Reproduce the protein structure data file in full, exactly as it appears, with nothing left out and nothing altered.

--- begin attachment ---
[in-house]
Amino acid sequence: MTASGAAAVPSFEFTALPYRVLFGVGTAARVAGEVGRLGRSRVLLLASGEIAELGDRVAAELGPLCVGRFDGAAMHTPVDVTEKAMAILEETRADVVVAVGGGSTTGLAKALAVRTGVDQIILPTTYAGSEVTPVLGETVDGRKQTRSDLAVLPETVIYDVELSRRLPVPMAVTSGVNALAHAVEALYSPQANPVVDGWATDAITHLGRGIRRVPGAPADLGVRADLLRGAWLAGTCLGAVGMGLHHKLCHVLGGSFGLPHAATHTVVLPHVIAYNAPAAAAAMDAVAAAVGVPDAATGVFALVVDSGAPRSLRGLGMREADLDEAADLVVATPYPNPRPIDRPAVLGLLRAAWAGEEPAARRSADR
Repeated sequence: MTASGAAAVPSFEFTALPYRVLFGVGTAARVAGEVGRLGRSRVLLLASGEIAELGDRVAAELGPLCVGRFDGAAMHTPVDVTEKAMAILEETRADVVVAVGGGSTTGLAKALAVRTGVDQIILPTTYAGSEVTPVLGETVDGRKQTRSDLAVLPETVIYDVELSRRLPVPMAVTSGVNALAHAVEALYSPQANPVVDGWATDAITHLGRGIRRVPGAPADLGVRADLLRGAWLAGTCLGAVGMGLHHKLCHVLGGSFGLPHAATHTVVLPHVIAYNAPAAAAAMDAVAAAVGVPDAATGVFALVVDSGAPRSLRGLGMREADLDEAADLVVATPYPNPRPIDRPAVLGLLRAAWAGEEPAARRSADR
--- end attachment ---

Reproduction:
[in-house]
Amino acid sequence: MTASGAAAVPSFEFTALPYRVLFGVGTAARVAGEVGRLGRSRVLLLASGEIAELGDRVAAELGPLCVGRFDGAAMHTPVDVTEKAMAILEETRADVVVAVGGGSTTGLAKALAVRTGVDQIILPTTYAGSEVTPVLGETVDGRKQTRSDLAVLPETVIYDVELSRRLPVPMAVTSGVNALAHAVEALYSPQANPVVDGWATDAITHLGRGIRRVPGAPADLGVRADLLRGAWLAGTCLGAVGMGLHHKLCHVLGGSFGLPHAATHTVVLPHVIAYNAPAAAAAMDAVAAAVGVPDAATGVFALVVDSGAPRSLRGLGMREADLDEAADLVVATPYPNPRPIDRPAVLGLLRAAWAGEEPAARRSADR
Repeated sequence: MTASGAAAVPSFEFTALPYRVLFGVGTAARVAGEVGRLGRSRVLLLASGEIAELGDRVAAELGPLCVGRFDGAAMHTPVDVTEKAMAILEETRADVVVAVGGGSTTGLAKALAVRTGVDQIILPTTYAGSEVTPVLGETVDGRKQTRSDLAVLPETVIYDVELSRRLPVPMAVTSGVNALAHAVEALYSPQANPVVDGWATDAITHLGRGIRRVPGAPADLGVRADLLRGAWLAGTCLGAVGMGLHHKLCHVLGGSFGLPHAATHTVVLPHVIAYNAPAAAAAMDAVAAAVGVPDAATGVFALVVDSGAPRSLRGLGMREADLDEAADLVVATPYPNPRPIDRPAVLGLLRAAWAGEEPAARRSADR